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Written by: Graeme Colley / 24 September 2021

On Tuesday 8 May 2018, The Treasurer handed down the Federal Budget 2018-2019. The budget sets the economic and fiscal outlook for Australia and includes expenditure and revenue estimates for the current financial year, the budget year and three forward financial years.

In this article, we have outlined some of the less known measures of the Federal Budget 2018.

Taxation of income for high profile individuals

The Government will ensure that high profile individuals will no longer be able to take advantage of lower tax rates by licensing their fame or image to another entity.
Currently, high profile individuals such as sportspeople or actors can license their fame or image to another entity (a related company or trust), and the income derived goes to the entity that holds the licence. This creates opportunities to take advantage of different tax treatments. This measure will ensure that all remuneration (including payments and non-cash benefits) provided for the commercial exploitation of a person’s fame or image will be included in the assessable income of the individual.

Date of effect: This measure will apply from 1 July 2019.

Minors and testamentary trusts: Concessional tax rates limit

The concessional tax rates available for minors receiving income from testamentary trusts will be limited to income derived from assets that are transferred from deceased estates or the proceeds of the disposal or investment of those assets. Currently, income received by minors from testamentary trusts is taxed at normal adult rates rather than the higher tax rates that generally apply to minors.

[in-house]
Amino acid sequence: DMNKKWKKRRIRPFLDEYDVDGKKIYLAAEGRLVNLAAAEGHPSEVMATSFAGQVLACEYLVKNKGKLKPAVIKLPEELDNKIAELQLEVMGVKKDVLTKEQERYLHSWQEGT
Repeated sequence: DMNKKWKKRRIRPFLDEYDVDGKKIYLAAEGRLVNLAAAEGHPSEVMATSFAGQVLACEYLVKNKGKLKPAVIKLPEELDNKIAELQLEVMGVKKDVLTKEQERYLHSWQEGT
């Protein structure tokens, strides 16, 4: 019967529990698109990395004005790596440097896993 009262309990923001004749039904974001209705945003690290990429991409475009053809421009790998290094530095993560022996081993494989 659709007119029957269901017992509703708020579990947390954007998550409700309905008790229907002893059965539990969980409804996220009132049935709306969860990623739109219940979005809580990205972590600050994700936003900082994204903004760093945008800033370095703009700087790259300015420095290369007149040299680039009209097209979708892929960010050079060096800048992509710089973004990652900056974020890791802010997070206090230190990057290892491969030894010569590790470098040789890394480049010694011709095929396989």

The Government is concerned that some taxpayers are able to inappropriately obtain the benefit of this lower tax rate by injecting assets unrelated to the deceased estate into testamentary trusts. This measure will clarify that minors will be taxed at adult marginal tax rates only in relation to income of a testamentary trust that is generated from assets of a deceased estate (or the proceed of the disposal or investment of these assets).

Date of effect: This measure applies from 1 July 2019.

Start date of other Div 7A measures deferred

The start date of the amendments to Div 7A that were announced in the 2016-17 Budget (see 2016 WTB 18 [559]) will be deferred from 1 July 2018 to 1 July 2019.
The 2016-17 Budget measures included:

• a self-correction mechanism providing taxpayers whose arrangements have inadvertently triggered Div 7A with the opportunity to voluntarily correct their arrangements without penalty;
• new safe harbour rules, such as for use of assets, to provide certainty and simplify compliance for taxpayers; and amended rules, with appropriate transitional
• arrangements, regarding complying Div 7A loans, including having a single compliant loan duration of 10 years and better aligning calculation of the minimum interest rate with commercial transactions.

Date of effect: These measures will apply from 1 July 2019, including the measures announced in the 2016-17 Budget. As a result, all the Div 7A amendments will form part of a consolidated package.

Deductions disallowed for holding vacant land

The Government will disallow deductions for expenses associated with holding vacant land. Where the land is not genuinely held for the purpose of earning assessable income, expenses such as interest costs will be denied. It is hoped this measure will reduce the tax incentives for land banking which limit the use of land for housing or other development.

The measure will apply to both land held for residential and commercial purposes. However, the “carrying on a business” test would generally exclude land held for a commercial development. It will not apply to expenses associated with holding land that are incurred after: